May 7, 2010 in Opinion

Editorial: Grant boosts INHS’ part in trimming health costs

 

For those wondering what health care cost containment might look like, check out the $15.7 million federal grant that was awarded to Inland Northwest Health Services. Only 15 communities across the country have landed these coveted grants by demonstrating trailblazing work in information technology.

The grant calls for INHS, whose reach extends throughout Eastern Washington and North Idaho, to use its information expertise to better coordinate care for the chronically ill, particularly those patients suffering from type 2 (adult-onset) diabetes.

INHS has already established a nationally recognized network among hospitals for sharing medical records. Now the focus will be on individual doctors whose records aren’t networked or are still in paper form.

Shared information is vital to helping patients with chronic conditions, because it cuts down on redundant paperwork for patients and providers and heads off unnecessary tests and potential medical errors.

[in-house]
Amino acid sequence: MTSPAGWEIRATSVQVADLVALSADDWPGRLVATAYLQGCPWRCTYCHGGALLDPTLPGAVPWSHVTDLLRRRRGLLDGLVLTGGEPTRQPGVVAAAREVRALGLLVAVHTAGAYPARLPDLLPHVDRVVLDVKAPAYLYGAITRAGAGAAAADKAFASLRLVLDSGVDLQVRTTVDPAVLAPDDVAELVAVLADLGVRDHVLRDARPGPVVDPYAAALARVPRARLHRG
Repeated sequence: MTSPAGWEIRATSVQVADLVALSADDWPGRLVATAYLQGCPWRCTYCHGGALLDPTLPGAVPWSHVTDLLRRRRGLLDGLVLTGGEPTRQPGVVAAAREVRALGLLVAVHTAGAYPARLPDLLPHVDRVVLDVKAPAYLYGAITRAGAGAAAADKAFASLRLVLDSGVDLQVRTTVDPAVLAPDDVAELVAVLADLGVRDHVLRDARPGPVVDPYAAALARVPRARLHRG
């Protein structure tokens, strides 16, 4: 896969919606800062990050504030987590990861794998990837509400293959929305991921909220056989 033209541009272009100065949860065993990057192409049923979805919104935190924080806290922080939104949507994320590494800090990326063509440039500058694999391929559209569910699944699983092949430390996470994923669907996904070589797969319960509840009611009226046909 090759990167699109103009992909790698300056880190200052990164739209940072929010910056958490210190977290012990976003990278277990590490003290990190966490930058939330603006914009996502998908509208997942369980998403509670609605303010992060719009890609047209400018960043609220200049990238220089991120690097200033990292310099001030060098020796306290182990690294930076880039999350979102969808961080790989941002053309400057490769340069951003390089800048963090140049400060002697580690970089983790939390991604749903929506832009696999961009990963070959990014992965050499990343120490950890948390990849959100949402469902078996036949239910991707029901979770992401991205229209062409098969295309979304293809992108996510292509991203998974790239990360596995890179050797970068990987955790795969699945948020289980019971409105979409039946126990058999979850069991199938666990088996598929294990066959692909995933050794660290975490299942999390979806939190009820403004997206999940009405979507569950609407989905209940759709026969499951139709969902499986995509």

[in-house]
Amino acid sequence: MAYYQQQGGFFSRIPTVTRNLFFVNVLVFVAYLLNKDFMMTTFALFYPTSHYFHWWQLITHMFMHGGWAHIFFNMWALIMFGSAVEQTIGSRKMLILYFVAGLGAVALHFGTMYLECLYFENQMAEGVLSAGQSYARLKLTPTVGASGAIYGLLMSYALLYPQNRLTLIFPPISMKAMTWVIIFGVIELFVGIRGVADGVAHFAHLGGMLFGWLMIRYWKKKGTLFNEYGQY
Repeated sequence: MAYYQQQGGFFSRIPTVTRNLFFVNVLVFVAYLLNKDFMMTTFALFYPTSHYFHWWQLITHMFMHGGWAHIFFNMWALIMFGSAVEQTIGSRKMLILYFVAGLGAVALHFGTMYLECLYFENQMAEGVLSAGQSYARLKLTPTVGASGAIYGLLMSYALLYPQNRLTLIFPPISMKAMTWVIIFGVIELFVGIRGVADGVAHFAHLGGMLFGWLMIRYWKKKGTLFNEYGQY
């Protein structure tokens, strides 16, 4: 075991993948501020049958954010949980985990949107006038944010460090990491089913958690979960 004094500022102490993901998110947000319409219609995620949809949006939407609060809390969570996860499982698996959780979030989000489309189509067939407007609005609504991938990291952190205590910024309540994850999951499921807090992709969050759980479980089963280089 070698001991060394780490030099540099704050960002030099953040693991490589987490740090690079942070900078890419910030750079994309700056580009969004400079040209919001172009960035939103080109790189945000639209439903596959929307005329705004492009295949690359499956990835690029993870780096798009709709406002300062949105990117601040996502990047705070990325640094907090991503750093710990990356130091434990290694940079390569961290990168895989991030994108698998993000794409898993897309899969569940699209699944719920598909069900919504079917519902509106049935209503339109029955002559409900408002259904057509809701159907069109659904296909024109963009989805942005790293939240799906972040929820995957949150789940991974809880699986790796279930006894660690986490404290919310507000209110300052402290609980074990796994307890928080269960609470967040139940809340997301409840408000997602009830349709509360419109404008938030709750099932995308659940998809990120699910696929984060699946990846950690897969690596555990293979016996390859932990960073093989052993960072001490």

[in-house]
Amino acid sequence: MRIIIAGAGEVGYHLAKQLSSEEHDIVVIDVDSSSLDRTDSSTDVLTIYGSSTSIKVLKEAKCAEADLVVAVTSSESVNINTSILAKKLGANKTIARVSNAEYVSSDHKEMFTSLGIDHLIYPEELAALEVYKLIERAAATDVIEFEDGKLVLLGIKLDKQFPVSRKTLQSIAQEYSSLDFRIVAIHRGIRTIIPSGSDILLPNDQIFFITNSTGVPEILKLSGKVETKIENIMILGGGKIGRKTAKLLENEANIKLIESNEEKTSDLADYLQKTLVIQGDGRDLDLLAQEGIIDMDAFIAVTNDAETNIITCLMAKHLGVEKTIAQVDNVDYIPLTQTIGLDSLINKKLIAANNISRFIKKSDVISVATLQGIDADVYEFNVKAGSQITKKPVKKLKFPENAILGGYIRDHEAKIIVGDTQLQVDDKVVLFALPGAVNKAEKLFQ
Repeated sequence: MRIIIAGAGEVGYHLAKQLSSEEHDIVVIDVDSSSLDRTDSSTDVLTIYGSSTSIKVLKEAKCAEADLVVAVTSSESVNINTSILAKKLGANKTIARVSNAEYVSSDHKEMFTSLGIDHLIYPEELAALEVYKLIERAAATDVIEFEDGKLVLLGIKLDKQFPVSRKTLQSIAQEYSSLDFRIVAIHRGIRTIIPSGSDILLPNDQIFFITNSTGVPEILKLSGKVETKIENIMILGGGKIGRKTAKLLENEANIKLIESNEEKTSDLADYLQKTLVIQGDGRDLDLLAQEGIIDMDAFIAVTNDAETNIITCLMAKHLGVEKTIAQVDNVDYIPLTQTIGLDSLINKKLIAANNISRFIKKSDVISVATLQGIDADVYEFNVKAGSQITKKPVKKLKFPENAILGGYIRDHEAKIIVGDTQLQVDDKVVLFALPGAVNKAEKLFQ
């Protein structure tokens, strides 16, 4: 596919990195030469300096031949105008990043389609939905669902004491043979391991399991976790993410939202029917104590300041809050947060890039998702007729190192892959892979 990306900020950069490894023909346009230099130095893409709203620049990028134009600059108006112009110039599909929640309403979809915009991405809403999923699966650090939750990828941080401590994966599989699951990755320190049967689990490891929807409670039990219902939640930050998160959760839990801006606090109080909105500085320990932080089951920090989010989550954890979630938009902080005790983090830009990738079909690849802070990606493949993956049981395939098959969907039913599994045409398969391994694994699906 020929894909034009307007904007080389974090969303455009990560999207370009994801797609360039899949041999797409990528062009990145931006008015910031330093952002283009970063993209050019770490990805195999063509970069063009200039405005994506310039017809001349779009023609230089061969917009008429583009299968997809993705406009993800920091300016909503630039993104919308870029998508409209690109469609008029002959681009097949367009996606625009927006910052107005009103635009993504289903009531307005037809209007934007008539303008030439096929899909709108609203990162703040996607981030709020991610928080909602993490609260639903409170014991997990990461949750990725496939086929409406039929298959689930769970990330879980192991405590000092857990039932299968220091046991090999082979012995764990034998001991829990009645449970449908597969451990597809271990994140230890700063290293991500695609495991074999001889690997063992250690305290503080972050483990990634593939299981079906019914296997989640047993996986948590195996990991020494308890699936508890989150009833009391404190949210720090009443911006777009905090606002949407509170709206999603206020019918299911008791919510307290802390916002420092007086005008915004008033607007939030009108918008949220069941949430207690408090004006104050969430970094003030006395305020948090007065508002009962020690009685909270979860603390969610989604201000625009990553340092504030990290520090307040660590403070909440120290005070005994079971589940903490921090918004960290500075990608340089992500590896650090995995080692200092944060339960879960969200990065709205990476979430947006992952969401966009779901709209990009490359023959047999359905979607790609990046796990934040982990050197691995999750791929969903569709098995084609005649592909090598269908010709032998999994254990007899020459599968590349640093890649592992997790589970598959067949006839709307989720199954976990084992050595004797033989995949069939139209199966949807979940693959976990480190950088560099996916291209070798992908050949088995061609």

Diabetes has become a priority because the nation’s rising obesity rate is producing more diabetics. Twenty-four million Americans have type 2 diabetes and another 57 million Americans have pre-diabetes. Oftentimes, people don’t know they have either.

A University of Chicago study released in November shows why a comprehensive strategy for dealing with this disease is a must. It estimates that the incidence of type 2 diabetes would double by 2034 and the cost of treatment would triple if today’s rates remained constant. That “if” is the key to cost containment.

Diabetes is one of the more preventable chronic diseases, so coordinated care, education and the smart use of information technology can be major factors in reducing costs. The challenge for INHS is to find ways to link doctors and small clinics in far-flung and largely rural areas to the rest of the medical community. Technology is the best way to get these providers talking to one another.

If successful, this pilot project would become a model for the rest of the country.

While the community might take INHS for granted, it is seen as a beacon by health experts nationwide. The partnership among Deaconess, Valley, Sacred Heart and Holy Family was formed 15 years ago to reduce duplication in such services as air ambulance, rehabilitation and electronic medical records.

A recent billing dispute between INHS and Community Health Services, which recently purchased Deaconess, has frayed relations, but that must not be allowed to sever this vital bond.

INHS has proved its value in landing this grant. The community should be proud that it is viewed as a suitable locale for solving a piece of the medical cost puzzle.

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